Depolarizing climate action
April 20, 2021
By Bruce Hull
Believe it or not, passionate concern for the climate may be holding back progress on the crucial environmental issue of our time.
Triggers vs. drivers
As the recent U.S. presidential election amply demonstrated, we live in polarizing times. People are divided by political party, COVID, racial reckoning, and, of course, climate change. The mere mention of these issues triggers “identity protective reasoning,” which causes us to react defensively, protecting the position of those in our ideological “tribe.” Too often, we then ignore information that doesn’t support our tribe’s positions, shun those in our ranks who dare to ask questions, and hurl insults towards those with different views.
A recent poll shows that 25% of Americans say climate change is now their top issue: it defines who they are, how they live their lives, where they shop, who they donate money to, and who they vote for. The technical term for people driven by a single issue is “issue public.” For climate, the issue public is larger than ever, second only to abortion, and larger than guns, immigration, and homosexuality. That means climate is a trigger issue for many Americans.
Triggering identity-protective reasoning causes problems when collaboration is criticized as “working with the enemy,” and compromise is equated with surrender.
Proven collaboration strategies
Fortunately, strategies exist to depolarize these situations. For example:
Make the issue local, personal, and specific. Rather than use broad terms like “climate change,” focus instead on specific impacts to flooded roads, property value, family health, farm productivity, and hunting opportunities.
Focus on concerns most people share, such as health, security, and prosperity, rather than polar bears and melting glaciers.
Avoid “solution aversion,” which happens when people fear the cure is going to be worse than the disease. People are concerned that climate action could damage the American economy and cause businesses to move overseas. Focus instead on job creation, carbon dividends, and border adjusted carbon tariffs that enhance local economies and level the global playing field.
Reframe the argument. Championing large federal programs such as cap-and-trade can alienate people concerned that government regulation of the economy is a foot in the door for socialism. Instead, emphasize the business case for climate action made by major corporations and the national security case made by defense analysts.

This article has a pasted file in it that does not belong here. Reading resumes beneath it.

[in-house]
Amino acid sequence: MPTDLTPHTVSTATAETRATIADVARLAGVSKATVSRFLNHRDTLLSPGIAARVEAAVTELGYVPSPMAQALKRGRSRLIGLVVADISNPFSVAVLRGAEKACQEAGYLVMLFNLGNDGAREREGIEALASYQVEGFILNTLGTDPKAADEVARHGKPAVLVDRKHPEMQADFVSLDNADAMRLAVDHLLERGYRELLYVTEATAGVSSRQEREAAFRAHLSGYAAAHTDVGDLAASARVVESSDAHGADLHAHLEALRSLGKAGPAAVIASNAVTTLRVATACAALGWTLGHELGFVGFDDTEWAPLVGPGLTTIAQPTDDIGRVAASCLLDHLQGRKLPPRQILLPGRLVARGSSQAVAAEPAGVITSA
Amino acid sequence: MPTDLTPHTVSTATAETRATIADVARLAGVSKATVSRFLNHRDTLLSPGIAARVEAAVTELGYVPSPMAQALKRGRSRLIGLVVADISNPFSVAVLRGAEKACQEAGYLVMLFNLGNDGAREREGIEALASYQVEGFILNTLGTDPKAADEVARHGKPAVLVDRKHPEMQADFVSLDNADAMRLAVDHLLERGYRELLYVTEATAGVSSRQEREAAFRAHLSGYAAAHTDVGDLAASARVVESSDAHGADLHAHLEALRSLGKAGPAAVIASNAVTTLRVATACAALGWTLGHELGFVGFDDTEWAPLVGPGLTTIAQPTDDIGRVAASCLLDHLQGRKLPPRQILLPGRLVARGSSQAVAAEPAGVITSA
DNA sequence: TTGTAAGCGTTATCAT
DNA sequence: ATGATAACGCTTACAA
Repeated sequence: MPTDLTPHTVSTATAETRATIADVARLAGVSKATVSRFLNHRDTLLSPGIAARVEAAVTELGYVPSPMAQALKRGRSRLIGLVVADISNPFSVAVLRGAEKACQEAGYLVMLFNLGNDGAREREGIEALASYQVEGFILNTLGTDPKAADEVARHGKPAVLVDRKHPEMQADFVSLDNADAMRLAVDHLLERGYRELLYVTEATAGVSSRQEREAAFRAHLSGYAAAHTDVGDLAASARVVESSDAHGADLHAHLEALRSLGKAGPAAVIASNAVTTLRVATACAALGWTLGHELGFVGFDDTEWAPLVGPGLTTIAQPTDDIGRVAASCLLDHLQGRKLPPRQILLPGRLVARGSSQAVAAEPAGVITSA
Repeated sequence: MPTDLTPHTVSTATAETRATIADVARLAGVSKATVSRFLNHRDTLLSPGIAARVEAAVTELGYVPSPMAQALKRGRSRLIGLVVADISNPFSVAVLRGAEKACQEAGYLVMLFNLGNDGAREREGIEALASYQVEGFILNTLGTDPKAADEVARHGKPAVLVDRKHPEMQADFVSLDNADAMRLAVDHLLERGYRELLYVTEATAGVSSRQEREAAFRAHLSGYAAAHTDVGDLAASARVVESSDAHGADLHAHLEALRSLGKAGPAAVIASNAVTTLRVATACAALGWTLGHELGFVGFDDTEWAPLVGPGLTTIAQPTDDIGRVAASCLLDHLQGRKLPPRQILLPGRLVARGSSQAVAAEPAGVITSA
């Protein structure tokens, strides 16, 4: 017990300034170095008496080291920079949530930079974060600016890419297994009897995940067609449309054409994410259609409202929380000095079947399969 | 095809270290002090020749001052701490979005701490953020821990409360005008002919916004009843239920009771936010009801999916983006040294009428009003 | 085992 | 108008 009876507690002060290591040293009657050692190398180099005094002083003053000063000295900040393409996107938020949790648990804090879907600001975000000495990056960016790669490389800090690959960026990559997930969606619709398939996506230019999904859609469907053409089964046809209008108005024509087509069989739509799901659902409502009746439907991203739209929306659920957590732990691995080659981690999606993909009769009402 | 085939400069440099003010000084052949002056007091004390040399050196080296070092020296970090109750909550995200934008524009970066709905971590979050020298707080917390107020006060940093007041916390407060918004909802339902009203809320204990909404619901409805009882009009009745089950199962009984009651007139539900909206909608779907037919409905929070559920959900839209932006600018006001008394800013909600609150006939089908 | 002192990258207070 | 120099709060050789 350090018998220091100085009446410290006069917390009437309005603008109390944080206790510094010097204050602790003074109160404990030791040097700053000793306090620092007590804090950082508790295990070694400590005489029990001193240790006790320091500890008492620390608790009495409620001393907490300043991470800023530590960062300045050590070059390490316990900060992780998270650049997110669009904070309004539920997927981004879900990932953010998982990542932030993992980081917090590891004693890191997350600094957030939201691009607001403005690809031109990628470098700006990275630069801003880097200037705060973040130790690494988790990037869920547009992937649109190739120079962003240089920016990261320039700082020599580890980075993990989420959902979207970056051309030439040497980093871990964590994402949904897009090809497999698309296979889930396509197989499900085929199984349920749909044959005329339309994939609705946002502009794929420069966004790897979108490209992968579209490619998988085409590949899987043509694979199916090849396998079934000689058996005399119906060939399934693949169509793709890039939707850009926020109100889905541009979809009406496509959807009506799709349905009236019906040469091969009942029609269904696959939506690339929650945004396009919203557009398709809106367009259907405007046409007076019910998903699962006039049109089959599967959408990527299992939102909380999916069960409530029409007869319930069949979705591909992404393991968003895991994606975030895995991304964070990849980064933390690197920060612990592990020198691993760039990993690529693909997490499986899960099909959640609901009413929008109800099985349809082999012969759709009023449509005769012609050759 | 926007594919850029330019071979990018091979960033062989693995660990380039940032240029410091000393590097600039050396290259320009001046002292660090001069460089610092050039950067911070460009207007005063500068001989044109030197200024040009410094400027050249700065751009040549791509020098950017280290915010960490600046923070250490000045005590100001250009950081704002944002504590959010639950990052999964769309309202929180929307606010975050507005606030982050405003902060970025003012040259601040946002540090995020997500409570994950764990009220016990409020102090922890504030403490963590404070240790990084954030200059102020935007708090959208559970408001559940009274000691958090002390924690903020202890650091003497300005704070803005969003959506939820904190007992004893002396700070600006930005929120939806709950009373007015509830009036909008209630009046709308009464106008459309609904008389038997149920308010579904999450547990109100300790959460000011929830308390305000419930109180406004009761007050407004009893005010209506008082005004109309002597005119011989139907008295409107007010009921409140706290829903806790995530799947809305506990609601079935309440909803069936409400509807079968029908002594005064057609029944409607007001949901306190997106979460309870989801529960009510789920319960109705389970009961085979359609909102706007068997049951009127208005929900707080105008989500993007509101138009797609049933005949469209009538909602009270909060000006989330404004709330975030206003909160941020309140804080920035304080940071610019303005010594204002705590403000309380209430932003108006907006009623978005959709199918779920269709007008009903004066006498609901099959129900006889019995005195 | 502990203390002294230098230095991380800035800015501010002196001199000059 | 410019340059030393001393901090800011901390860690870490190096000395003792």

Viable technologies, policies, and market strategies exist that will reduce emissions to levels that are safe and healthy for the planet and economy. Yet, we won’t implement and scale these solutions, or discover new ones, without collaboration and compromise. And that won’t happen unless we overcome the blinding passion of zealotry that leads to a refusal to work with the others.
Climate biases awareness
To be more effective in overcoming our own internal tribalism and identity-protective reasoning, we need to recognize and reckon with biases that each one of us holds. Don’t think you are biased? I invite you to consult this table and think again. It’s OK to have biases, as long as you know how to work around them and help others do the same. In a recent blog post, I shared collaborative leadership practices for managing your own biases and navigating the biases of others.
So, do you care enough about climate change to hold your climate identity in check, to build bridges to people who don’t feel as strongly as you, and to experiment with novel solutions? If you can do that, you might not always get your way, but together we can find a way forward.
Dr. Hull is a Senior Fellow at Virginia Tech’s Center for Leadership in Global Sustainability in Arlington and a professor at VT’s College of Natural Resources and Environment in Blacksburg. He writes and teaches about leadership for sustainable development and how to have influence in the cross-sector space where government, business, and civil society intersect. He recently co-authored a book with CLiGS colleagues Drs. Mortimer and Robertson, called Leadership for Sustainability: Strategies for Tackling Wicked Problems.